I could never choose just one of the picture book biographies of Italian cyclist Gino Bartali over the other, since the authors of both these outstanding books have given me the generous gift of their time and attention to critique my work.
And to be fair to Bartali himself—someone so courageous deserves to be the subject of at least two books. He could have chosen to be remembered as a two-time Tour de France champion, with championships an amazing 10 years apart. His first happened in 1938 when he was 24 years old, and his second came in 1948, when he was 34, an advanced age for a world-class cyclist.
It’s what happened between those two championships that demonstrated Bartali’s courage and grit. By delivering documents hidden in the hollow places of his bicycle to evade Nazi soldiers, Bartali helped 800 Jewish people and 50 English soldiers. He never even talked about it after the war was over. He never thought of himself as a hero.
A quote from Bartali appears as a prologue to Hoffman’s The Brave Cyclist. “If you’re good at a sport, they attach the medals to your shirts and then they shine in some museum. That which is earned by doing good deeds is attached to the soul and shines elsewhere.” The back cover of Hoyt’s Bartali’s Bicycle has a more succinct version: “Some medals are pinned to your soul, not your jacket.”
Both books are masterfully illustrated by Italian artists. Iacopo Bruno chose stylistic close-up illustrations in bold colors in a vertical orientation for Bartali’s Bicycle. Chiara Fedele’s illustrations for The Brave Cyclist are more muted and realistic and fill horizontal spreads.
The Brave Cyclist shows us Bartali as a youth, in a struggle to win the Tour de France, and all the way through winning his second Tour de France. Bartali’s Bicycle focuses closely on the war years.
Kudos to both authors for shining a light on a deserving subject!
So begins the lyrical narrative of Ivan the gorilla’s remarkable true story. Katherine Applegate followed up her 2013 Newbery Award-winning novel, The One and Only Ivan, with this nonfiction picture book about the events that inspired the novel.
She relates some of the facts—Ivan was a western lowland gorilla born in central Africa—in a straightforward style. But with her spare lyricism, she leaves room for the illustrator, G. Brian Karas, to supply essential components of the story.
From Karas’s illustrations, readers learn:
· the “gentle arms” in the opening belong to Ivan’s mother gorilla;
· Ivan and another baby gorilla are unloaded in America in a truck yard for a shopping mall owner who “ordered and paid for them like a couple of pizzas;”
· fully-grown Ivan in his shopping mall cage sees human families, and feels the lack of his own “family to protect;”
· and the gentle hands Ivan feels in the end of the story belong to a female zoologist.
Applegate engages the reader’s senses. When Ivan is a baby in Africa, we hear the “hoots and grunts and chest-beats” of his father and the poachers’ loud guns. When Ivan is ready to join the gorilla habitat in Zoo Atlanta, we feel the gleaming sunlight, smell the jungle scents, and hear the people’s cheers and the clicking of cameras.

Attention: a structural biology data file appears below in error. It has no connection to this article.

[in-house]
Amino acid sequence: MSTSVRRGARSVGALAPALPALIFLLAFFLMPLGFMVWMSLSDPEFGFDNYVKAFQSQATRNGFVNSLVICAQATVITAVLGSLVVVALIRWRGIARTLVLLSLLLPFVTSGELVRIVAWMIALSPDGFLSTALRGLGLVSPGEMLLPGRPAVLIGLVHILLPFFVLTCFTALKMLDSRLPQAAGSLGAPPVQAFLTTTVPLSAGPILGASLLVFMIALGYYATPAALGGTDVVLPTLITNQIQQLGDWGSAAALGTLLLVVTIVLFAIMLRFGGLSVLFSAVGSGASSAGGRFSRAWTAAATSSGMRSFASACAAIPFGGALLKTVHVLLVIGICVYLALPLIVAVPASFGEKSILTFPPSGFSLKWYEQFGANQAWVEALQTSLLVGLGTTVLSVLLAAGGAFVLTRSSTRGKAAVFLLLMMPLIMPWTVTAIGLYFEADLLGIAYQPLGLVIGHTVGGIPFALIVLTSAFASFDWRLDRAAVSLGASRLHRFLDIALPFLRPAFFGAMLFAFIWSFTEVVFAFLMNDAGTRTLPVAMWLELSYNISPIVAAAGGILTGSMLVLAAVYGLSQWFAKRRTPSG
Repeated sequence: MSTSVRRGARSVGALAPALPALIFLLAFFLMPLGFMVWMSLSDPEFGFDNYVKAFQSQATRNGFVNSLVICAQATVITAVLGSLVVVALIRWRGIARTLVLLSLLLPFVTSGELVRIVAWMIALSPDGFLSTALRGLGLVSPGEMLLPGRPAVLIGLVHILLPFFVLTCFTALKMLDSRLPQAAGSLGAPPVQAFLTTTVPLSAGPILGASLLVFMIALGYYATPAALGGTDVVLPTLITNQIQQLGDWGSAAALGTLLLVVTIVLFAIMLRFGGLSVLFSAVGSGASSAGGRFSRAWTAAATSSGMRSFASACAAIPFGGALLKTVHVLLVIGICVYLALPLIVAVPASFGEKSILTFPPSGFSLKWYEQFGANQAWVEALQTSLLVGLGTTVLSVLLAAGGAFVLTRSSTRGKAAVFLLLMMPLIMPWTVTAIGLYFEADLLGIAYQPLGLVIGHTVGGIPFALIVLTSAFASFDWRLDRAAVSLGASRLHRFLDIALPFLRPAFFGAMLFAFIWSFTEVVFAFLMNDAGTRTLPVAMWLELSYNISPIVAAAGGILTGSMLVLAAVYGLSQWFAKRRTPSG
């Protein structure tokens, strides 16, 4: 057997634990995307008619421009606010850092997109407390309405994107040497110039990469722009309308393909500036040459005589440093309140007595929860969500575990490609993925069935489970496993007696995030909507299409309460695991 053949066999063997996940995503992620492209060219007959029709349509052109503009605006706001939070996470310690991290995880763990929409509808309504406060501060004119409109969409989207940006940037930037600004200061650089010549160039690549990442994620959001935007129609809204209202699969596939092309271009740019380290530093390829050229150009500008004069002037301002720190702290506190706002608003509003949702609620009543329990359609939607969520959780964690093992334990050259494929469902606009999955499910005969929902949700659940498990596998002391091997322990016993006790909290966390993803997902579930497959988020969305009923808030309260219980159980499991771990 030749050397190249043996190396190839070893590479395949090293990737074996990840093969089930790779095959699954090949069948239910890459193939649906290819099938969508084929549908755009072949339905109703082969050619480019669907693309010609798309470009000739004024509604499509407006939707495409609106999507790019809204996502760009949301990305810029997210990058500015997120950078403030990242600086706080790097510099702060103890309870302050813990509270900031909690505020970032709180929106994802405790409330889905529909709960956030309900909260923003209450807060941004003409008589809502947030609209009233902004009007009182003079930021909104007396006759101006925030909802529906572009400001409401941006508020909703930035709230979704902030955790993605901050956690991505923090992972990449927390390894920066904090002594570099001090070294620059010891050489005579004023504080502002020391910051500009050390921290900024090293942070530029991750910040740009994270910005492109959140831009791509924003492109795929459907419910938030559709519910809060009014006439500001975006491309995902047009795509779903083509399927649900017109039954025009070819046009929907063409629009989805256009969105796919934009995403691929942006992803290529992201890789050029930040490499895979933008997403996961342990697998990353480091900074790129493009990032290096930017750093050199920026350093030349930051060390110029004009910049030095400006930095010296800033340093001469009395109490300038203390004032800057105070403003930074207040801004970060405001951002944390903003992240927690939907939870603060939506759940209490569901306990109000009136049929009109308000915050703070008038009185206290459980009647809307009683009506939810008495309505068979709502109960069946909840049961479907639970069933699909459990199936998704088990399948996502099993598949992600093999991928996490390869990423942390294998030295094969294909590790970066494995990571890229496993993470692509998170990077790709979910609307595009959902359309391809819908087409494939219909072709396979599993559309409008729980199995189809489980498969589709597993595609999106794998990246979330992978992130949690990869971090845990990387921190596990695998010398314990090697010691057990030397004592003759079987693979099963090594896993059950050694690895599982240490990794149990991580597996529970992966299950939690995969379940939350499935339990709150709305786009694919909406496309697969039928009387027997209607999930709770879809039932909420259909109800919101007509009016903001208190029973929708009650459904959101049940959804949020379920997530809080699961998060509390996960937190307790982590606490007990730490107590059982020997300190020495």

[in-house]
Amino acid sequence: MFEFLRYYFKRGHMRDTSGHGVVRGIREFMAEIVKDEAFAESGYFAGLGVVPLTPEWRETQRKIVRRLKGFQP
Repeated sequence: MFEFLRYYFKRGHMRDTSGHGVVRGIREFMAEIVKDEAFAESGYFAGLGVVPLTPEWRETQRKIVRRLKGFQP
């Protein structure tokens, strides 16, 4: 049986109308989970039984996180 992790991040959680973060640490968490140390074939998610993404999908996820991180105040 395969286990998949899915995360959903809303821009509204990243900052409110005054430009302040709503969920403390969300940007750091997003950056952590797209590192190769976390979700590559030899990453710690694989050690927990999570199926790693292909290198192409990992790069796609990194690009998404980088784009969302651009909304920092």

This real-life fairy tale—where early misfortune is reversed for a happily-ever-after ending—is one to treasure.
In front of me sit three copies of In the Fiddle Is a Song: A Lift-the-Flap Book of Hidden Potential by author-illustrator, Durga Bernhard. It’s my go-to gift these days. What child doesn’t delight in revealing a surprise by lifting a flap, adding a tactile experience to the aural and visual? Flaps give rise to pauses, to predictions, to slowing down, to savoring.
In this gem of a book, every inch of the spreads is covered by colorful paintings, treating the reader to joyful sights—a swing hanging from an autumn tree, a butterfly unfolding its wings, a freshly cut loaf of warm bread. The 97 words sit directly on the lovely colors, no white space needed.
The word count might seem slight, but the number of different words is even slighter. Every left handpage begins with “In the” and the text hiding under every flap begins with “waiting to.” A pattern to follow is a gift, allowing children to “read” like their grown-ups do, and to engage in lovely language.
This book is out of print—a tragedy! If a reissue isn’t possible, perhaps its poetic lines could be printed on a double spread in an anthology, surrounded by the best of its images—except they’re all the best.
To see the potential in the world, in both nature and human endeavor, helps us live with energy and optimism, a meaningful message for both little listeners and their caregivers.
Through #PBCritiquefest, (www.pbspotlight.com) hosted by PBSpotlight and Brian Gehrlein, I’ve discovered the charming picture book Applesauce Day by Lisa Amstutz. Lisa is also an agent at Storm Literary Agency. She’s generously donating a critique in connection with #PBCritiquefest. Applesauce Day is a heart-warming reminder of the sense of belonging children gain from participating in a family culinary tradition. Told from the perspective of a city child, Applesauce Day shares the details of the experience: the twist and pull motion for picking an apple; the blurp, blurp sound coming from the simmering sauce; and the feel of the scratches on the well-worn pot that’s embraced on the cozy ride home. Dreams of future Applesauce Days add reassurance as the story closes.
Sometimes the best outcome of going shopping—for a gift or for myself—is remembering that all I need to do is return home and look on my shelf or in my closet. And there I’ll find a fitting gift or garment that’s a better choice than what the store has to offer.
I had that same thought when I read about a new children’s picture book on the topic of rocks. Memories of an old favorite, If You Find a Rock by Peggy Chastain, with photographs by Barbara Hirsch Lember and published by Harcourt, Inc. 20 years ago, spurred me to search out a copy, and I was charmed all over again.